Though the United States of America considers a person to be a legal adult at the tender age of eighteen, I do not. Shocker, I know. I can hear the masses now, "WHAT?! How can that be? I mean, at 18 you can vote, buy cigarettes, and even join the army!"
How on earth could I possibly believe that a person is not a true adult once that significant birthday rolls around?
Simple, really. At eighteen I was still a child, blissfully unaware of the responsibilities that come with adulthood. Such responsibilities like waiting six hours for the gas man to show up for five minute job or paying the RIGHT bill and not double paying another.
Sure, I fancy myself a much more wiser woman now at age 23, but I'm still not even to the point of being an adult and truly on my own. Case in point, I'm still in school, living off school loans. Yes, I worked three jobs last year and am still working hard this summer trying to pay for groceries, bills, and gasoline. However, I still rely heavily on my parents for insurance, cell phones, and other non-monetary issues.
Consider the following scenarios, if you will:
1) Last Wednesday, I had my first fenderbender. Who did I call? Dad. Who helped me call the insurance and is helping me get the car fixed? Dad. By the way, the car is still in his name so at least I can hide behind the fact that it isn't wholly mine. He's the owner and I'm the free-loading renter so really I'm taking care of DAD's property...that counts, right?
2) My toilet overflowed this past weekend. Did I know what to do? Obviously not since I was the one who caused the flooding.
**Dear Readers, if you notice the water level in your commode is rising, do NOT flush again. That actually causes the water to spill over onto your bathroom floor, sending you scurrying like a rat in a sewer to higher ground (i.e. up the shower curtain). As you fret about, squealing with shock over the serious problem YOU have caused, be sure to holler for a handsome hero to come save you. Like your boyfriend. Hopefully they are close enough to hear your cries for help and will come rushing in, risking life and limb to save you from the overflowing porcelain potty. Thank you, Pyro Man**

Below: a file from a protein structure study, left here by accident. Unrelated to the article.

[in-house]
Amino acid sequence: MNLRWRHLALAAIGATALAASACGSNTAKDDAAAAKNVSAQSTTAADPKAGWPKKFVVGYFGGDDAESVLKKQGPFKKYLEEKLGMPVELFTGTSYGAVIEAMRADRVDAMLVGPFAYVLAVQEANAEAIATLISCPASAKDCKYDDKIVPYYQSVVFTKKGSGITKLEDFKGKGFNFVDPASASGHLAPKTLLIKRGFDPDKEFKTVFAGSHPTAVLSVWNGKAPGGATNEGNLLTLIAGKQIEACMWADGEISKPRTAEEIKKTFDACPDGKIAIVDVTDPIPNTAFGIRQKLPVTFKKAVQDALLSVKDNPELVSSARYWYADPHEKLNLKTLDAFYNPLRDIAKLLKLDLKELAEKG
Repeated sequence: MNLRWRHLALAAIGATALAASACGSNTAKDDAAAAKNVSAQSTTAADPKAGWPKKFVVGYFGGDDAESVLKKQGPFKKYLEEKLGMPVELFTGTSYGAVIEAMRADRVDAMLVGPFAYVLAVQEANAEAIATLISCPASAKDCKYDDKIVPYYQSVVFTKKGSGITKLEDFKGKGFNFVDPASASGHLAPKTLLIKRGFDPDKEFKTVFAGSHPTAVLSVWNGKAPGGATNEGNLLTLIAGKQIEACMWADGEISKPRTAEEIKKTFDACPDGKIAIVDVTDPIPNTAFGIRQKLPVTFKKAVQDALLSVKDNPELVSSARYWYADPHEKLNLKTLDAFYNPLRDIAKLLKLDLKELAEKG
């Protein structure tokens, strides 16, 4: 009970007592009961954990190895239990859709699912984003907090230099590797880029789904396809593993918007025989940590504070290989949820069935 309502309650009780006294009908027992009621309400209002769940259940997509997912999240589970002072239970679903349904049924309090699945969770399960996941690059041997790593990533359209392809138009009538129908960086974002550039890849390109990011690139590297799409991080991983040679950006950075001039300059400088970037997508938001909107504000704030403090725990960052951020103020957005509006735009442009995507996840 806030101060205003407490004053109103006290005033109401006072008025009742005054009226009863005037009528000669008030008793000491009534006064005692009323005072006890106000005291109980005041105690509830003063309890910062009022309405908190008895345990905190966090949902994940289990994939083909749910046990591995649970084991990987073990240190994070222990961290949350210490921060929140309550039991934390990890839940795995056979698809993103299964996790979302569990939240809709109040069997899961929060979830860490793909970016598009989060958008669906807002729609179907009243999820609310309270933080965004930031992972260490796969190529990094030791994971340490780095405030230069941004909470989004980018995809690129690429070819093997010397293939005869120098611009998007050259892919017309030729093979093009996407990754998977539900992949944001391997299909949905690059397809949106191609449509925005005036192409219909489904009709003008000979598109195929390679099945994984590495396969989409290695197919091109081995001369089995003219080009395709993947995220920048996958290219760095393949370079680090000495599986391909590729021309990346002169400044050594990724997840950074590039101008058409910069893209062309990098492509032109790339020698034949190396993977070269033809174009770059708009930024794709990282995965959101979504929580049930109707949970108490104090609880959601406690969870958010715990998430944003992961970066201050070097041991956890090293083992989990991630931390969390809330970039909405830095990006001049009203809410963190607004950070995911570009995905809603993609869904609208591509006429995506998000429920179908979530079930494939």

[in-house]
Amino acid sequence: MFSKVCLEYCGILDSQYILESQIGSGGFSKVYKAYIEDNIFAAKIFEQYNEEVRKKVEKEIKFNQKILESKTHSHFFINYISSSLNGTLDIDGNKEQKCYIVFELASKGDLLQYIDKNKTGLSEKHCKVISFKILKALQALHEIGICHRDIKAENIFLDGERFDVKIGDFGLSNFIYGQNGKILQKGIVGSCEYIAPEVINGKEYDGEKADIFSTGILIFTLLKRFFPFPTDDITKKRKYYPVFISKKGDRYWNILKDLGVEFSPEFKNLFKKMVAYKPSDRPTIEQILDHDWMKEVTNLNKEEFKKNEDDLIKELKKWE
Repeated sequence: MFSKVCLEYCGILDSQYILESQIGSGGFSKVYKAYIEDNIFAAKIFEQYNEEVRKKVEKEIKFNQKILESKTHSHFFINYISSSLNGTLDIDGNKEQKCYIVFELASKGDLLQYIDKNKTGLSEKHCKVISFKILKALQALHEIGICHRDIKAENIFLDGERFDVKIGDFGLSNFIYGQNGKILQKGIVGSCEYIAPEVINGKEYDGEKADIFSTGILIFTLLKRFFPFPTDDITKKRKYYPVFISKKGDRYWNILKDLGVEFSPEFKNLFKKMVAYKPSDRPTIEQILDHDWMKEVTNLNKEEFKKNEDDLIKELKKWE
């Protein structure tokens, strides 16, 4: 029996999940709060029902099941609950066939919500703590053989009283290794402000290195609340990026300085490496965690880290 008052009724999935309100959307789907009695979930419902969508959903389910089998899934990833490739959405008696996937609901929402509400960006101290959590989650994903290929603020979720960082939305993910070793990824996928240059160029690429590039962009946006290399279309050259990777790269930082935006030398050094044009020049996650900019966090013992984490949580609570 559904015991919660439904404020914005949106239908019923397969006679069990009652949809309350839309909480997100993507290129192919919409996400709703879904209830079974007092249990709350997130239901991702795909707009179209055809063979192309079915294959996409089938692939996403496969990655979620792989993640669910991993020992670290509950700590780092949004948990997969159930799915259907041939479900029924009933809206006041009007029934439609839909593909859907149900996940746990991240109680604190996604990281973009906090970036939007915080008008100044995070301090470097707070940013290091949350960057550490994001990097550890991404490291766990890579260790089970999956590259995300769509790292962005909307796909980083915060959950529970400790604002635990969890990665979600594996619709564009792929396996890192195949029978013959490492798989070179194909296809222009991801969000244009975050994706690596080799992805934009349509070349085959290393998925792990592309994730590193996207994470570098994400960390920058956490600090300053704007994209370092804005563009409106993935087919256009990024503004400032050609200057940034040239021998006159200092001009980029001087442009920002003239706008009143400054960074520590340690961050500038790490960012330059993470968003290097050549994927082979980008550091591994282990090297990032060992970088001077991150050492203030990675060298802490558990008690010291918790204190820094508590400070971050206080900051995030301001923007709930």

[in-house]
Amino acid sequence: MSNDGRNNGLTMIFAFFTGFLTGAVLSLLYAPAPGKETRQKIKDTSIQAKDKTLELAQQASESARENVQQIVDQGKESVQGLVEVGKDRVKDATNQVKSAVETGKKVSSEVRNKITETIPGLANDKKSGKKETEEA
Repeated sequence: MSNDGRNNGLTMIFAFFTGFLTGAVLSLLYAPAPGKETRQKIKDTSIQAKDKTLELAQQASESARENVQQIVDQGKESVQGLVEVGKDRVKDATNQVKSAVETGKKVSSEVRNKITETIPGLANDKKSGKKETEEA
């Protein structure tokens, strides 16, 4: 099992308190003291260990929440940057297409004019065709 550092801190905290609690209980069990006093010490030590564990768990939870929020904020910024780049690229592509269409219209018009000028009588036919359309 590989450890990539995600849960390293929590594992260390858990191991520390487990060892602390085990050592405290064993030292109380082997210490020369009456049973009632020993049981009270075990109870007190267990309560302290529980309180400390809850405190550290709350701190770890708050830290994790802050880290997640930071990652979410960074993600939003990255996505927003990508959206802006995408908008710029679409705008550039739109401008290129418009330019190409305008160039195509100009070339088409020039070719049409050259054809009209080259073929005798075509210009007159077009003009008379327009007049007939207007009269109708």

3) Today, my car would not unlock to disarm my alarm system. Therefore, I stood in the pouring rain trying frantically to get into my car so I could head to school in my nice outfit and makeup for a video shoot of the new OCU promo video. Eventually I got in...while the alarm was still going and tried to start the engine, but oh-ho! My car is FANCY and does not actually start if the alarm system is still going off. So what did I do? Called Dad. Then I checked the manual. And called Dad again.
The point to these stories is to say, I don't feel like an adult just yet. Even after a year of living by myself in my own home, I'm not quite there yet and I only believe that because I rely so heavily on the help of my family. Especially Dad. Really, here is how to the calls to Dad go:
"Hello, Dad? Yeah, what do I do when...*insert problem here*?"
or, my favorite:
"Dad? Yeah, I have a question..." <--See, if you preface something with "I've got a question" or "let me ask you a question," it gives the listener a chance to focus before the big blow hits. And gives me time to sum up courage for whatever I'm about to say.
You can ask Dad anything. Car trouble, internet issues, questions on bills, insurance things, cooking questions. No wait, baking questions are for Mom. GRILLING. That's what you ask Dad about, not baking
I can say that I do kill my own bugs, I can make a great home cooked meal, I know how to do laundry, and I can keep a house (ignore the piles though--that's organized chaos). But every day I learn a little bit more about what adulthood is really about and it's nice that I can find some humor in these things now. Hope I can carry that with me down the line 'cause I'm pretty darn sure I'm going to have to face off a clogged toilette again...I'll be ready though!